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Anger is an energy: Graeme rants, then remembers he’s supposed to review.

Graeme McMillan

FALLEN SON: THE DEATH OF CAPTAIN AMERICA #2: So, the other day Hibbs and I were talking about the fact that it already feels like the death of Captain America is yesterday’s news. It’s not just that the news cycle has, unsurprisingly, moved on from something that happened, what, a month ago now? But there’s also a sense that, as a fan, I’m feeling kind of washed out with the whole storyline already. Which, considering that Captain America #26 – you know, the issue immediately following Cap’s death with his autopsy and everything – doesn’t ship for another month or so, really can’t be considered a good sign.

It’s not Brubaker’s fault, of course; Ed wrote the issues without knowing that there was going to be such a reaction to the storyline, but also – and more importantly for the purposes of what I’m about to talk about – without knowing that there was going to be a five-part miniseries about the Marvel Universe reacting to the news slotted in between the issues, and that that miniseries would see its frequency shift from weekly to, apparently, every third week for some strange reason (Was it meant to become bi-weekly and then it missed a week or something…?), further pushing his intended-to-be-immediate-follow-up back and back again. But it just feels like a really bad decision on Marvel’s part to have delayed Cap #26 this long. Captain America #25 came out seven weeks ago, already; never mind that readers are going to be bored shitless hearing about how dead Captain America is by the time that the following issue finally comes out, any and all new readers who may have been tempted to pick up the next issue and find out what happens in part two of the story – That is, if they haven’t thought that part 2 was maybe in Civil War: The Confession, or perhaps Fallen Son #1 – will probably have either forgotten about it considering that they were tempted three months earlier or have given up waiting for the damn thing to actually appear.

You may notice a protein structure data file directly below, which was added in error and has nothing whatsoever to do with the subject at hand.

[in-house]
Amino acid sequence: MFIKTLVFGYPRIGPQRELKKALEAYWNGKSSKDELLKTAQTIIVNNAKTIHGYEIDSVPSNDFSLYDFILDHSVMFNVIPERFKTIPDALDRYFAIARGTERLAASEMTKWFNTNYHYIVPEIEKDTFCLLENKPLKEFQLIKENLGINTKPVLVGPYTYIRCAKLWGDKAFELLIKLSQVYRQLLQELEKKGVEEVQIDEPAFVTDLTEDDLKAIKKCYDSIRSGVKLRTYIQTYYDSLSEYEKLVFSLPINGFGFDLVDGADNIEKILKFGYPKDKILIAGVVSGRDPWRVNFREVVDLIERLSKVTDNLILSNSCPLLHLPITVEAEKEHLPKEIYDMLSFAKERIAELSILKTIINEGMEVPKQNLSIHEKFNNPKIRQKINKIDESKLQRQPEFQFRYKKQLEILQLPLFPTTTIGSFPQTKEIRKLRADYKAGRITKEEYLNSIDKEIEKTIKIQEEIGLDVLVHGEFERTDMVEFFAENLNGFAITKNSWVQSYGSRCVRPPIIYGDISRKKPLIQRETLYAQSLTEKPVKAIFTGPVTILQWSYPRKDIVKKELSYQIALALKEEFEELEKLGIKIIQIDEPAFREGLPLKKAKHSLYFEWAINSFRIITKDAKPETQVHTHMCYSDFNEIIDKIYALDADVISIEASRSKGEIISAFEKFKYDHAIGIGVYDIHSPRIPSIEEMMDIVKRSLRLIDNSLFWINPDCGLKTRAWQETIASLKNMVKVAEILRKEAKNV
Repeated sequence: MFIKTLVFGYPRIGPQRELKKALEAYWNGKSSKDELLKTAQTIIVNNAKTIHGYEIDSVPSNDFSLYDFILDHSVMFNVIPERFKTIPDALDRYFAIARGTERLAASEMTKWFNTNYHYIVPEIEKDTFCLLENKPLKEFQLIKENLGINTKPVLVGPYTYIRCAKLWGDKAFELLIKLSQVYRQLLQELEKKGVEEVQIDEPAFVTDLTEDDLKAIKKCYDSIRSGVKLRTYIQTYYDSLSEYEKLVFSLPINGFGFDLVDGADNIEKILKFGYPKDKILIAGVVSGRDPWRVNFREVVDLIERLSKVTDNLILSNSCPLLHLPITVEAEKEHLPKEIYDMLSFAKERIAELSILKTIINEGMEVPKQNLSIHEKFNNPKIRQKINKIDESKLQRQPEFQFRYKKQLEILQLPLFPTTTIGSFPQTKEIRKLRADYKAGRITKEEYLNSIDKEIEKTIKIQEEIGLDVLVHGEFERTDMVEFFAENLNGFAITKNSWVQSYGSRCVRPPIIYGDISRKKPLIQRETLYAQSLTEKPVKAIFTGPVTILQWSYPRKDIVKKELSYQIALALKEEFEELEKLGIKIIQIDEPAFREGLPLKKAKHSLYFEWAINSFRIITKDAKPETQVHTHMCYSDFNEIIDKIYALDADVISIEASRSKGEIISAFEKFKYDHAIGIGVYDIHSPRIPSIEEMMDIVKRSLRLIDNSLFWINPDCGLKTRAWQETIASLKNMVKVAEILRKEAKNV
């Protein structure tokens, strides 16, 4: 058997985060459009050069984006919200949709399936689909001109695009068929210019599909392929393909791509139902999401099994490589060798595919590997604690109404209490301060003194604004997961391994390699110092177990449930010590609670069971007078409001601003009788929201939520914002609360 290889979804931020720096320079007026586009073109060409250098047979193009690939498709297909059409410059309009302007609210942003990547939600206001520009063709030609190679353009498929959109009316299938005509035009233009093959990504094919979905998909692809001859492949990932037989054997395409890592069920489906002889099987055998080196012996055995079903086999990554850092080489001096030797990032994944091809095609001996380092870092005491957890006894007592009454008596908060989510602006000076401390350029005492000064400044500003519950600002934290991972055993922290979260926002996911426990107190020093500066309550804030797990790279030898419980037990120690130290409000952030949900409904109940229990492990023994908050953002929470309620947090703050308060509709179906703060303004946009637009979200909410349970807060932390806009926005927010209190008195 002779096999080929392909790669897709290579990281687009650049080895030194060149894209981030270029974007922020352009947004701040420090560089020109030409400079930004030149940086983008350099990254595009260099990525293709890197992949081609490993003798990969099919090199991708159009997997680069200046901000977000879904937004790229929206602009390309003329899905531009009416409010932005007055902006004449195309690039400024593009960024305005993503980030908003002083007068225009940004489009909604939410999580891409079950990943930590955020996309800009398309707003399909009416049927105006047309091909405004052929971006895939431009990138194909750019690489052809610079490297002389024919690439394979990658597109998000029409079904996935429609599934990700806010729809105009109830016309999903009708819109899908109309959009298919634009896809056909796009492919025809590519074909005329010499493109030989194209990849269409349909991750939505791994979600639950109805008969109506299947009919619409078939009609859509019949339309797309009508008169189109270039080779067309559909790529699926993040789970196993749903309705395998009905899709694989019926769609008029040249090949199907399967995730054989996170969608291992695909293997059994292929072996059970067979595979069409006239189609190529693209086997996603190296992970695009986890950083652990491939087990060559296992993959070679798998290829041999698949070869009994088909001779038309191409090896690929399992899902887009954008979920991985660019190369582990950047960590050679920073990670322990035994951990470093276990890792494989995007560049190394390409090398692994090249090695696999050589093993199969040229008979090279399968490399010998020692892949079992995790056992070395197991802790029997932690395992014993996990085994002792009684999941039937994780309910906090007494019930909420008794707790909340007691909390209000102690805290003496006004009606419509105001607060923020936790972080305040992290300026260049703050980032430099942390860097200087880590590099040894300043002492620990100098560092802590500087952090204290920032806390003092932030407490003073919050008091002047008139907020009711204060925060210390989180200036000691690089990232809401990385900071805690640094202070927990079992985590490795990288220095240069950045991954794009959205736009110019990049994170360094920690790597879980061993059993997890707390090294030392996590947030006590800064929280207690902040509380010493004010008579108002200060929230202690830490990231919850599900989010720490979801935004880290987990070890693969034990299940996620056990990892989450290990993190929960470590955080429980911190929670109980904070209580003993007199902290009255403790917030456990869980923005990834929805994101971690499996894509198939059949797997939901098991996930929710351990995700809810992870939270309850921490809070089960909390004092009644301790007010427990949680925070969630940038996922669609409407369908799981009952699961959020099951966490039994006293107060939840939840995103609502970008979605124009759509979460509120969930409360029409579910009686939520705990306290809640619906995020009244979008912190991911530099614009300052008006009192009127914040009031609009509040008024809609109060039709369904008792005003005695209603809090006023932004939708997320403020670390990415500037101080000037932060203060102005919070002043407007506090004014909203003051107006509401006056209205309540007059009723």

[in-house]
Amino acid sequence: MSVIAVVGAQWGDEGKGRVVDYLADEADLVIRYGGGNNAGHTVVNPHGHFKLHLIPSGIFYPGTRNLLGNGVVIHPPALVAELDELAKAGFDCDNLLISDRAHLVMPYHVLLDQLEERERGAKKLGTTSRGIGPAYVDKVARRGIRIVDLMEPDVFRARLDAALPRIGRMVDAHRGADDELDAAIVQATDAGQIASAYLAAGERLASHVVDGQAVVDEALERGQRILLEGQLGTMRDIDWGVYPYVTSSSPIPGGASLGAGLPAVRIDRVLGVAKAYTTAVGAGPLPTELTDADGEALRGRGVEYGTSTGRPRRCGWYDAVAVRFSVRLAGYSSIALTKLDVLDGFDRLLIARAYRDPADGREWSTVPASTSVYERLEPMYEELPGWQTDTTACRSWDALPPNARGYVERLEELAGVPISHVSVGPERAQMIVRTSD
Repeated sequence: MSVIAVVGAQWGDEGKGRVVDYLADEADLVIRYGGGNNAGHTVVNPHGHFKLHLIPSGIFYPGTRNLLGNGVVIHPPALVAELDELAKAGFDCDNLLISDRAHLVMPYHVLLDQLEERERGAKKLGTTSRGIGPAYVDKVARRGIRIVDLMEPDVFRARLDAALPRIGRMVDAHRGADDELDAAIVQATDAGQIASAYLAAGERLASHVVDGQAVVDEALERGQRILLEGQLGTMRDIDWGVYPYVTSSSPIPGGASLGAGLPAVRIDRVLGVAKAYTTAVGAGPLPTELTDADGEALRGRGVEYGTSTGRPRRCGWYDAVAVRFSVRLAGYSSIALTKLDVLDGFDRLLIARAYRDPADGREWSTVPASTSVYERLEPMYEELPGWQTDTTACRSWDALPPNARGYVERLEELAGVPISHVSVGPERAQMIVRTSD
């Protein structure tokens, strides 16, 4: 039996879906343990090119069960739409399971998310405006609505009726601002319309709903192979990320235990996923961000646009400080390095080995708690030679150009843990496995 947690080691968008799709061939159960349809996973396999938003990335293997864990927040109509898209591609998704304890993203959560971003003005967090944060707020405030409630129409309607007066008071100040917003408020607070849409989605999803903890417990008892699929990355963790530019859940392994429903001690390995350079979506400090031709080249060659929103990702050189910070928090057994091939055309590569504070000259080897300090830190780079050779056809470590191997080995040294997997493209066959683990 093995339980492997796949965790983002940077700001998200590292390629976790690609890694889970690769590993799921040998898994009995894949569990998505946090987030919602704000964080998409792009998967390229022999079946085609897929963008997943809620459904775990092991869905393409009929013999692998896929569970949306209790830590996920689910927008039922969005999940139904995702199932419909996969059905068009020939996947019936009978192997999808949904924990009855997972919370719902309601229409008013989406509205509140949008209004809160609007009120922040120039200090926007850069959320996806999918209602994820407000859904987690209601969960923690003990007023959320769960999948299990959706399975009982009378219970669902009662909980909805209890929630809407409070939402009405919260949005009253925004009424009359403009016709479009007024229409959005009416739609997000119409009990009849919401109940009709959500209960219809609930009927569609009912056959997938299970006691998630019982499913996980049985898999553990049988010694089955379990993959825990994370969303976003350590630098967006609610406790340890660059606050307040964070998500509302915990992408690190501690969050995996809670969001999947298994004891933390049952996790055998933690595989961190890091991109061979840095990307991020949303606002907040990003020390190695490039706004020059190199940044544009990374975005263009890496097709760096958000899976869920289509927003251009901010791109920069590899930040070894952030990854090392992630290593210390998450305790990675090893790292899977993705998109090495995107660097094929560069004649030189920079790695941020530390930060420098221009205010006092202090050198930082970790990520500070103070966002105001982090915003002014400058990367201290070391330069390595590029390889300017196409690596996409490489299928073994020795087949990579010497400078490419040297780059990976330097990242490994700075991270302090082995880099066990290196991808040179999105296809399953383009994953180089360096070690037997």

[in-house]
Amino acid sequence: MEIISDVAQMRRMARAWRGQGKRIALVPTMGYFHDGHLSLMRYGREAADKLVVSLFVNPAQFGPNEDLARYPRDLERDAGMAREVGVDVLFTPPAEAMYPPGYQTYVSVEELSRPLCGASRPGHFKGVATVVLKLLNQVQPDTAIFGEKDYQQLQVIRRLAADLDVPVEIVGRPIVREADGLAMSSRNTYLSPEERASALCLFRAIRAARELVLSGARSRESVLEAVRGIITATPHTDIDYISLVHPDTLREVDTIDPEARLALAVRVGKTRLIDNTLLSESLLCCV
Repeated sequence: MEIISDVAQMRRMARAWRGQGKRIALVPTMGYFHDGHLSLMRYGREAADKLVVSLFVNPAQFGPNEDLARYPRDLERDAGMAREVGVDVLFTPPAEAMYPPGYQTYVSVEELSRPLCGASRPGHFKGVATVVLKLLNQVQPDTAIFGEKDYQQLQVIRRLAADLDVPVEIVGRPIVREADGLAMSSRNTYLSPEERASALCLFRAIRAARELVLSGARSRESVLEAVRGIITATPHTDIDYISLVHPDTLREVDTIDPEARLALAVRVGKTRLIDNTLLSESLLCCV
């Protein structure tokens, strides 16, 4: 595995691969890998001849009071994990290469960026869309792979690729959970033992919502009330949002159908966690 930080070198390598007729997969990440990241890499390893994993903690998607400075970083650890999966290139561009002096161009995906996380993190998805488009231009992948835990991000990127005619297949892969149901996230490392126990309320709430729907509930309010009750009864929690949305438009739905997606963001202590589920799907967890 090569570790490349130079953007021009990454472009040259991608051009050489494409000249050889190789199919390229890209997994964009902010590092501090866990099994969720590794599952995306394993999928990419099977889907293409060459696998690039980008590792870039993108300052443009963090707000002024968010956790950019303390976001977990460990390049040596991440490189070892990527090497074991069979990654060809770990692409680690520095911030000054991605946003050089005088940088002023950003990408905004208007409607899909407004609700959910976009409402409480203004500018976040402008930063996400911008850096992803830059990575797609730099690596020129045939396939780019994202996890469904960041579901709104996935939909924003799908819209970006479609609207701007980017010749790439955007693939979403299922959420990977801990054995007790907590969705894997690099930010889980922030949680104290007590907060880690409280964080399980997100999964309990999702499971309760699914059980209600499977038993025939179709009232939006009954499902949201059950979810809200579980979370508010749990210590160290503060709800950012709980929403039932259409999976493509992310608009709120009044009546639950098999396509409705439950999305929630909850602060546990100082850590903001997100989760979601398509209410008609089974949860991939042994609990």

It’s sad, but not surprising that the desire to milk the event for all its worth is probably going to end up hitting the original book hardest in the long run. Don’t get me wrong, I’m sure that Cap #26 will have a higher readership than, say, Cap #24. But it’ll definitely have a much lower one than it would’ve had it have appeared four weeks after Cap #25 and without six different tie-in books in between.

All of which is a long lead in to saying, Fallen Son #2? It’s Okay. Jeph Loeb is much more comfortable with the set-up here, which mirrors both his parallel storytelling style of Superman/Batman and the classic Marvel set-up of superheroes dealing with big issues by doing mundane things. His dialogue still has the odd tics of the first issue, but filtered through a fairly passable Bendis impression, which was a welcome surprise. Ed McGuinness’s art, meanwhile, continues to be an inflatable acquired taste, but it’s one that I acquired years ago, and it’s nice to see him cutting loose on superhero-on-big-monster action. It’s nowhere near as bad as the first issue, perhaps because it’s so much more of an old-school superhero book, and “anger” is a much easier concept to process in superhero terms than “denial” – but there’s absolutely nothing about this book that says “You know what you need? Another three issues of this before the larger story can move forward.”

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